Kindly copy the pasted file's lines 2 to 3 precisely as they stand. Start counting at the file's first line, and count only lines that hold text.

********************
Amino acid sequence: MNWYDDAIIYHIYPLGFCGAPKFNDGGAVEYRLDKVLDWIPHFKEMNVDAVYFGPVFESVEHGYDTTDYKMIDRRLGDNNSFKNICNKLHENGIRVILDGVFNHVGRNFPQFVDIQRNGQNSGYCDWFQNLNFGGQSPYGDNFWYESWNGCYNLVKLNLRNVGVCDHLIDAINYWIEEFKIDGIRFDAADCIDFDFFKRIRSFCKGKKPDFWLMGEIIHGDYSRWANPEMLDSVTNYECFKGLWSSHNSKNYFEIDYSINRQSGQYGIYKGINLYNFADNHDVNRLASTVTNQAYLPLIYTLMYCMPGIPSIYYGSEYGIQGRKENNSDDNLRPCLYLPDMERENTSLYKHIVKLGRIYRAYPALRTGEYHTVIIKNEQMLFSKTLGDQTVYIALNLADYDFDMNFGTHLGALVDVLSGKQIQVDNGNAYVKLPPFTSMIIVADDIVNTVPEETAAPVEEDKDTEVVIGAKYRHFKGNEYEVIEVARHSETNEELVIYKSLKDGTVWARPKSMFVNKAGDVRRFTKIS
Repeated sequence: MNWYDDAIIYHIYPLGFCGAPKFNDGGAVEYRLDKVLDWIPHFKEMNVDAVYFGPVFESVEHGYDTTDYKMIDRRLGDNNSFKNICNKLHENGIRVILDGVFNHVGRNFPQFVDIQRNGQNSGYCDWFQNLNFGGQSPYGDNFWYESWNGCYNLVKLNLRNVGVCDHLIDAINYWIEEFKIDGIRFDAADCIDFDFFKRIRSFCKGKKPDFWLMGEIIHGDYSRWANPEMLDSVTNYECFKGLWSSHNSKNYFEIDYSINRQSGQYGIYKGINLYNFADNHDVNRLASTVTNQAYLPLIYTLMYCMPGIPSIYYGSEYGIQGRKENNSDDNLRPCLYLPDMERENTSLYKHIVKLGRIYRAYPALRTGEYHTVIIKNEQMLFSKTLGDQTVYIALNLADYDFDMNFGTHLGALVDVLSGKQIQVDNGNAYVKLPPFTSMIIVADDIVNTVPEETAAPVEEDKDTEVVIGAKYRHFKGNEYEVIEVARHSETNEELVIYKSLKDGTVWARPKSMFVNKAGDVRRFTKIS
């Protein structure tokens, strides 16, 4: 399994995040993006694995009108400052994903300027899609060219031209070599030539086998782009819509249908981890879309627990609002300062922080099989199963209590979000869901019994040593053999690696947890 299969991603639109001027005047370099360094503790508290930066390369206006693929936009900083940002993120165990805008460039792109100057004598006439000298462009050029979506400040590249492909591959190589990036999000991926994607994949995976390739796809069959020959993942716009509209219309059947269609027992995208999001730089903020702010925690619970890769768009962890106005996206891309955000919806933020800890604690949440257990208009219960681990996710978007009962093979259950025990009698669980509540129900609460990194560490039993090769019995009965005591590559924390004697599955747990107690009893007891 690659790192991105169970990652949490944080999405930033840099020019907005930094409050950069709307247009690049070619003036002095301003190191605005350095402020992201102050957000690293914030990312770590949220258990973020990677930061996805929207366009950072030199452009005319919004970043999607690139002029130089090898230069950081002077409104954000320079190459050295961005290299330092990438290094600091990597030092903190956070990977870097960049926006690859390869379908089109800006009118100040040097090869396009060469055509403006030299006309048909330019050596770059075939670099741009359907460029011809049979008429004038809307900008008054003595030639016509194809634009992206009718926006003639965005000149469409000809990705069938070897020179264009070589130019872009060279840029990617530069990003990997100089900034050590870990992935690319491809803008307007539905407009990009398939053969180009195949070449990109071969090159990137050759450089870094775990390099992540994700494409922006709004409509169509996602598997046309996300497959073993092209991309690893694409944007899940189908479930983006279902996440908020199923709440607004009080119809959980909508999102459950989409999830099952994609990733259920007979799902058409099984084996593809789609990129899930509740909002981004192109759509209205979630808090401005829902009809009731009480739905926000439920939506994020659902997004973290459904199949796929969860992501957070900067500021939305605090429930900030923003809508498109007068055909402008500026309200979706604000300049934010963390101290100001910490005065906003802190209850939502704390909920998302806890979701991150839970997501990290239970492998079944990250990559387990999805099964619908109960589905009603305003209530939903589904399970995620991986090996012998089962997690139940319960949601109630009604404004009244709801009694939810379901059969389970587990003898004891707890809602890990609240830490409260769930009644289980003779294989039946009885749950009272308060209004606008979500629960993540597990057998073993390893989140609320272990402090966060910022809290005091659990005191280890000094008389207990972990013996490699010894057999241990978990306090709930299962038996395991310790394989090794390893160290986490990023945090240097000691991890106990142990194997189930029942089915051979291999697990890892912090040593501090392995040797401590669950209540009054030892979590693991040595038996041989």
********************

Repeated sequence: MNWYDDAIIYHIYPLGFCGAPKFNDGGAVEYRLDKVLDWIPHFKEMNVDAVYFGPVFESVEHGYDTTDYKMIDRRLGDNNSFKNICNKLHENGIRVILDGVFNHVGRNFPQFVDIQRNGQNSGYCDWFQNLNFGGQSPYGDNFWYESWNGCYNLVKLNLRNVGVCDHLIDAINYWIEEFKIDGIRFDAADCIDFDFFKRIRSFCKGKKPDFWLMGEIIHGDYSRWANPEMLDSVTNYECFKGLWSSHNSKNYFEIDYSINRQSGQYGIYKGINLYNFADNHDVNRLASTVTNQAYLPLIYTLMYCMPGIPSIYYGSEYGIQGRKENNSDDNLRPCLYLPDMERENTSLYKHIVKLGRIYRAYPALRTGEYHTVIIKNEQMLFSKTLGDQTVYIALNLADYDFDMNFGTHLGALVDVLSGKQIQVDNGNAYVKLPPFTSMIIVADDIVNTVPEETAAPVEEDKDTEVVIGAKYRHFKGNEYEVIEVARHSETNEELVIYKSLKDGTVWARPKSMFVNKAGDVRRFTKIS
């Protein structure tokens, strides 16, 4: 399994995040993006694995009108400052994903300027899609060219031209070599030539086998782009819509249908981890879309627990609002300062922080099989199963209590979000869901019994040593053999690696947890 299969991603639109001027005047370099360094503790508290930066390369206006693929936009900083940002993120165990805008460039792109100057004598006439000298462009050029979506400040590249492909591959190589990036999000991926994607994949995976390739796809069959020959993942716009509209219309059947269609027992995208999001730089903020702010925690619970890769768009962890106005996206891309955000919806933020800890604690949440257990208009219960681990996710978007009962093979259950025990009698669980509540129900609460990194560490039993090769019995009965005591590559924390004697599955747990107690009893007891 690659790192991105169970990652949490944080999405930033840099020019907005930094409050950069709307247009690049070619003036002095301003190191605005350095402020992201102050957000690293914030990312770590949220258990973020990677930061996805929207366009950072030199452009005319919004970043999607690139002029130089090898230069950081002077409104954000320079190459050295961005290299330092990438290094600091990597030092903190956070990977870097960049926006690859390869379908089109800006009118100040040097090869396009060469055509403006030299006309048909330019050596770059075939670099741009359907460029011809049979008429004038809307900008008054003595030639016509194809634009992206009718926006003639965005000149469409000809990705069938070897020179264009070589130019872009060279840029990617530069990003990997100089900034050590870990992935690319491809803008307007539905407009990009398939053969180009195949070449990109071969090159990137050759450089870094775990390099992540994700494409922006709004409509169509996602598997046309996300497959073993092209991309690893694409944007899940189908479930983006279902996440908020199923709440607004009080119809959980909508999102459950989409999830099952994609990733259920007979799902058409099984084996593809789609990129899930509740909002981004192109759509209205979630808090401005829902009809009731009480739905926000439920939506994020659902997004973290459904199949796929969860992501957070900067500021939305605090429930900030923003809508498109007068055909402008500026309200979706604000300049934010963390101290100001910490005065906003802190209850939502704390909920998302806890979701991150839970997501990290239970492998079944990250990559387990999805099964619908109960589905009603305003209530939903589904399970995620991986090996012998089962997690139940319960949601109630009604404004009244709801009694939810379901059969389970587990003898004891707890809602890990609240830490409260769930009644289980003779294989039946009885749950009272308060209004606008979500629960993540597990057998073993390893989140609320272990402090966060910022809290005091659990005191280890000094008389207990972990013996490699010894057999241990978990306090709930299962038996395991310790394989090794390893160290986490990023945090240097000691991890106990142990194997189930029942089915051979291999697990890892912090040593501090392995040797401590669950209540009054030892979590693991040595038996041989």